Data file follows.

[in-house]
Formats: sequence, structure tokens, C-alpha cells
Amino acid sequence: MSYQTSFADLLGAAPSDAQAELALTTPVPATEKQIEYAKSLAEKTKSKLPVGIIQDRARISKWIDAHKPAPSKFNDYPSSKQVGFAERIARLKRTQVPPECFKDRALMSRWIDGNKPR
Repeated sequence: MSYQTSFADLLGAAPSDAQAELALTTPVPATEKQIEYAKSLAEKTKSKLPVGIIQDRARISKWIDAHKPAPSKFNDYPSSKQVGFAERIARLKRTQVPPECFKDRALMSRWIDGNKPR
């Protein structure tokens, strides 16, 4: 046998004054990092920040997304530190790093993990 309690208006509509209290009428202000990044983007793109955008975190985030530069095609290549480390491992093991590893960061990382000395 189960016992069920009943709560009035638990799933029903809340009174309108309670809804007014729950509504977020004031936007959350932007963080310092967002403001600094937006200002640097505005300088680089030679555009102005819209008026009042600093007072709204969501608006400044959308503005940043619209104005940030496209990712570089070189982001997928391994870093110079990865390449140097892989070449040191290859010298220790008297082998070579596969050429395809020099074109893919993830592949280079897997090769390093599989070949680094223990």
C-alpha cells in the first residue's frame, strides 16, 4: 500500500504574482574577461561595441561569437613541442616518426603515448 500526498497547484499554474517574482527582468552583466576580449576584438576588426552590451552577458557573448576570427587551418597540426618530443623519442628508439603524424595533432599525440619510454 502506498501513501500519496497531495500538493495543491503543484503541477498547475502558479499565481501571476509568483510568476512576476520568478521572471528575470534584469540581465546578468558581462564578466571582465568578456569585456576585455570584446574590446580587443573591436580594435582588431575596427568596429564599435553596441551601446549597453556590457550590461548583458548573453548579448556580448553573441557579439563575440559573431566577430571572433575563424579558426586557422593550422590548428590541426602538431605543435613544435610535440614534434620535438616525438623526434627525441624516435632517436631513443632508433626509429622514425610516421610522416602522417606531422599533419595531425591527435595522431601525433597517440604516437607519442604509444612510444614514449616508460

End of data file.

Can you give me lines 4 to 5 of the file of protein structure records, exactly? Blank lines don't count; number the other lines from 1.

Repeated sequence: MSYQTSFADLLGAAPSDAQAELALTTPVPATEKQIEYAKSLAEKTKSKLPVGIIQDRARISKWIDAHKPAPSKFNDYPSSKQVGFAERIARLKRTQVPPECFKDRALMSRWIDGNKPR
């Protein structure tokens, strides 16, 4: 046998004054990092920040997304530190790093993990 309690208006509509209290009428202000990044983007793109955008975190985030530069095609290549480390491992093991590893960061990382000395 189960016992069920009943709560009035638990799933029903809340009174309108309670809804007014729950509504977020004031936007959350932007963080310092967002403001600094937006200002640097505005300088680089030679555009102005819209008026009042600093007072709204969501608006400044959308503005940043619209104005940030496209990712570089070189982001997928391994870093110079990865390449140097892989070449040191290859010298220790008297082998070579596969050429395809020099074109893919993830592949280079897997090769390093599989070949680094223990």